inet_addr, inet_network, inet_ntoa, inet_makeaddr, inet_lnaof,
inet_netof - Internet address manipulation routines
struct in_addr inet_addr(cp)
struct inet_addr in;
struct in_addr inet_makeaddr(net, lna)
int net, lna;
struct in_addr in;
struct in_addr in;
The routines inet_addr and inet_network each interpret character
strings representing numbers expressed in the Internet standard "."
notation, returning numbers suitable for use as Internet addresses and
Internet network numbers, respectively. The routine inet_ntoa takes an
Internet address and returns an ASCII string representing the address
in "." notation. The routine inet_makeaddr takes an Internet network
number and a local network address and constructs an Internet address
from it. The routines inet_netof and inet_lnaof break apart Internet
host addresses, returning the network number and local network address
All Internet address are returned in network order (bytes ordered from
left to right). All network numbers and local address parts are
returned as machine format integer values.
Values specified using the "." notation take one of the following
When four parts are specified, each is interpreted as a byte of data
and assigned, from left to right, to the four bytes of an Internet
address. Note that when an Internet address is viewed as a 32-bit
integer quantity on the VAX the bytes referred to above appear as
"d.c.b.a". That is, VAX bytes are ordered from right to left.
When a three part address is specified, the last part is interpreted as
a 16-bit quantity and placed in the right most two bytes of the network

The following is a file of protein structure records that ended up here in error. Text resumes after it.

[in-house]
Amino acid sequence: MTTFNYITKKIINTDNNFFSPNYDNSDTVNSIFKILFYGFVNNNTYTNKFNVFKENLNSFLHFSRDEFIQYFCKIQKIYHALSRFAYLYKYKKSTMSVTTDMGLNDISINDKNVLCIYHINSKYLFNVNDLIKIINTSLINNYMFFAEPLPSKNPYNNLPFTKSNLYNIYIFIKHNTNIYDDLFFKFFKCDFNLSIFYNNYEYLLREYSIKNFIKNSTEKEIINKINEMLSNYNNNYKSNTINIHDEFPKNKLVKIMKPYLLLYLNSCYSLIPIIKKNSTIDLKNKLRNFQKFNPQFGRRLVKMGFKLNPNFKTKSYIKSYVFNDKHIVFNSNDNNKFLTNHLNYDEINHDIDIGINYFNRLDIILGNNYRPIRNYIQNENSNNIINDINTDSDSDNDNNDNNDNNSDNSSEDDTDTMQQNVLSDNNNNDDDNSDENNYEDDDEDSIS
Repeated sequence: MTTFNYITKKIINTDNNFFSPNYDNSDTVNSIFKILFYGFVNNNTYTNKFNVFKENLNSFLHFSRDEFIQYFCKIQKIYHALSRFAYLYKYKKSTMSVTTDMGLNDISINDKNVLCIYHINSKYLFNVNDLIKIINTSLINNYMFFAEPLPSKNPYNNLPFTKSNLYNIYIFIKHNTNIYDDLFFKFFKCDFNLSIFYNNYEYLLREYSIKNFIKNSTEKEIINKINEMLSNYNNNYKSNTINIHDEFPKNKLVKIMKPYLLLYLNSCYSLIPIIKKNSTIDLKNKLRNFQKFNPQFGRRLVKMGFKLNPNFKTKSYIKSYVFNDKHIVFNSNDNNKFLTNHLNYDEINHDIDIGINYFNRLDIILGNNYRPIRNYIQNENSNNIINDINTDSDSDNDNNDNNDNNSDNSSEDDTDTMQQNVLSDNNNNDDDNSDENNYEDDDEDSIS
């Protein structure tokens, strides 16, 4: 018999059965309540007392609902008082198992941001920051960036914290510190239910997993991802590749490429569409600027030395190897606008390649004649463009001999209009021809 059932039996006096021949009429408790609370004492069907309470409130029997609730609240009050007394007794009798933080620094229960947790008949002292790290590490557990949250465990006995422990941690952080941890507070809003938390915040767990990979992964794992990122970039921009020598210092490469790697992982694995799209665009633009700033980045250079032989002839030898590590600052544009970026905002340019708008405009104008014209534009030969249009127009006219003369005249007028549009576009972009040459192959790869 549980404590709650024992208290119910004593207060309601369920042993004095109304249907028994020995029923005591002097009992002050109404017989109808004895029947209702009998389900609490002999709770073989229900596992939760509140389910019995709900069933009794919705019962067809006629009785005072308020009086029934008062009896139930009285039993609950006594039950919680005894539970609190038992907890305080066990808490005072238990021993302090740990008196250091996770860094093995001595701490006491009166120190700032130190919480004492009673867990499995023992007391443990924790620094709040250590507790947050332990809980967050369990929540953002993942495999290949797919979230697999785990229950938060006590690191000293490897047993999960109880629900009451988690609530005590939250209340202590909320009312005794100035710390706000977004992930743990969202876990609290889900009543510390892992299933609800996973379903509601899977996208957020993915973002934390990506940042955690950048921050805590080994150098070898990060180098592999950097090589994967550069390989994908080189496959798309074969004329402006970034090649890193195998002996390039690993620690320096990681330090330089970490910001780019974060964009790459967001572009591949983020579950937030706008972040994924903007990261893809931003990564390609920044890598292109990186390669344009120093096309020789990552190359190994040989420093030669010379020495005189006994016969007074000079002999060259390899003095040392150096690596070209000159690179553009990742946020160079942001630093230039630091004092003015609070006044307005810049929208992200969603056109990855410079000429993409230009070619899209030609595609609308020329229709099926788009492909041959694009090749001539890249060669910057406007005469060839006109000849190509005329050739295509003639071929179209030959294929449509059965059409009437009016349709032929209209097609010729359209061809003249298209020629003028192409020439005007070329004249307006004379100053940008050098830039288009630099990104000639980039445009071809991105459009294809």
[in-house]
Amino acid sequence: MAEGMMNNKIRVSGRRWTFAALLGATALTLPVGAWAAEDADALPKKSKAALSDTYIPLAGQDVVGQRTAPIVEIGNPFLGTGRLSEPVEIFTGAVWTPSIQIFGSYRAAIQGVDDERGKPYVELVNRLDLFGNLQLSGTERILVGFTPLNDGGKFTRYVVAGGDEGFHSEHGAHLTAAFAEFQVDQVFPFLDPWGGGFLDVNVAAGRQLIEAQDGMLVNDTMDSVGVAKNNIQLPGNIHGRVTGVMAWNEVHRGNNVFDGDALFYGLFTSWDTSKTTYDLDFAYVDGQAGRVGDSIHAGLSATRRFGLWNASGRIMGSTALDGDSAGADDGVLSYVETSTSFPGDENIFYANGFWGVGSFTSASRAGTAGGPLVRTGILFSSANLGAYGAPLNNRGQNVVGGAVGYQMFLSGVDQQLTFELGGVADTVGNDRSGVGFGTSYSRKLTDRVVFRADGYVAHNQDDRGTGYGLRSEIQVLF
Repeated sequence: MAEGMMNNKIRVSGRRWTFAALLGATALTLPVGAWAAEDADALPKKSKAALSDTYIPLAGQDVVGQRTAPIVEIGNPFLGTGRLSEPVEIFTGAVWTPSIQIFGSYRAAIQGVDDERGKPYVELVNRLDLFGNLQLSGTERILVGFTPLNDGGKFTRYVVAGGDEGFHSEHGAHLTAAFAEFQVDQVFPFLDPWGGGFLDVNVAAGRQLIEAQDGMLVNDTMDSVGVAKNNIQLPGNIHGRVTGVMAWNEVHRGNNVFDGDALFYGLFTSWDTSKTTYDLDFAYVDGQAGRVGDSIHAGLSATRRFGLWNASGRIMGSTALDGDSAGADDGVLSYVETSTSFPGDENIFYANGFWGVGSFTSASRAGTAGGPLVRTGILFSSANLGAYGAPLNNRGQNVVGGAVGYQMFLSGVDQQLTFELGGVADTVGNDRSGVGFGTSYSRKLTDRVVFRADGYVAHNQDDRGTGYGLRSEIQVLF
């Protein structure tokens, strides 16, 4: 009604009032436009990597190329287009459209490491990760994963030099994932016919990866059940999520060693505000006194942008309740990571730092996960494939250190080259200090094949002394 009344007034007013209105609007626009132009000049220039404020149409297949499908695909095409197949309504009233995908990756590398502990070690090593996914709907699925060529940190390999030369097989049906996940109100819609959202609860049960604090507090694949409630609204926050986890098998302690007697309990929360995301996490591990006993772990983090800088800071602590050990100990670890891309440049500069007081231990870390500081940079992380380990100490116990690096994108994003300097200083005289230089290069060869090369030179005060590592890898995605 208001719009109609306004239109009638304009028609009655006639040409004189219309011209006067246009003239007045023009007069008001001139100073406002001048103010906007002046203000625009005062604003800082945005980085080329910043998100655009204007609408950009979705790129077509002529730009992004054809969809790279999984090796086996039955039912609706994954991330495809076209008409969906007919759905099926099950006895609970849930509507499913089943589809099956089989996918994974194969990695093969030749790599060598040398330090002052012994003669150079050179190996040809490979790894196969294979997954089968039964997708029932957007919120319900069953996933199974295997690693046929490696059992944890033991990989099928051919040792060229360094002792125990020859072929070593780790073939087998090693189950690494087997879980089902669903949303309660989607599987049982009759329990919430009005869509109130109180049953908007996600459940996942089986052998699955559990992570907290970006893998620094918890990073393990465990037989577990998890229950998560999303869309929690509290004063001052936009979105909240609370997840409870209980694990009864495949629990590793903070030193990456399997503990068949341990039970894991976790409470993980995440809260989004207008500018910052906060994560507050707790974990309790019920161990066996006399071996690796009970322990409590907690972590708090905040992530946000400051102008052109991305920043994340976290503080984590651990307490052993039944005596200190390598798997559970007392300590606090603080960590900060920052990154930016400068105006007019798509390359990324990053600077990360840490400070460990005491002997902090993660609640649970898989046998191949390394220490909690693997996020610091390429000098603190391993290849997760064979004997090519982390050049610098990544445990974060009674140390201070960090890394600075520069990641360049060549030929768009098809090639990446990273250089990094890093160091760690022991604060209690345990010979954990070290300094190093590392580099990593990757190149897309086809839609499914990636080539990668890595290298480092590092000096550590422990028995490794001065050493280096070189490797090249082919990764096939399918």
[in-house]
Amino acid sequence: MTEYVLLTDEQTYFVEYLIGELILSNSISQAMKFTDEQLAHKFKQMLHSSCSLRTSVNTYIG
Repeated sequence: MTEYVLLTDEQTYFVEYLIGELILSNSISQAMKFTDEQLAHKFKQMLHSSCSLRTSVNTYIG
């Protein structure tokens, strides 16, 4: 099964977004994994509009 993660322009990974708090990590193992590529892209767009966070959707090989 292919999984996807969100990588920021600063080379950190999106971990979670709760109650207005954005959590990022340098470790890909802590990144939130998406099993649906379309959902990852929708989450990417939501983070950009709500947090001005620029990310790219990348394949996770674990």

address. This makes the three part address format convenient for spec-
ifying Class B network addresses as "128.net.host".
When a two part address is supplied, the last part is interpreted as a
24-bit quantity and placed in the right most three bytes of the network
address. This makes the two part address format convenient for speci-
fying Class A network addresses as "net.host".
When only one part is given, the value is stored directly in the net-
work address without any byte rearrangement.
All numbers supplied as "parts" in a "." notation may be decimal,
octal, or hexadecimal, as specified in the C language (i.e. a leading
0x or 0X implies hexadecimal; otherwise, a leading 0 implies octal;
otherwise, the number is interpreted as decimal).
gethostent(3N), getnetent(3N), hosts(5), networks(5),
The value -1 is returned by inet_addr and inet_network for malformed
The problem of host byte ordering versus network byte ordering is con-
fusing. A simple way to specify Class C network addresses in a manner
similar to that for Class B and Class A is needed. The string returned
by inet_ntoa resides in a static memory area.
4th Berkeley Distribution 18 July 1983 INET(3N)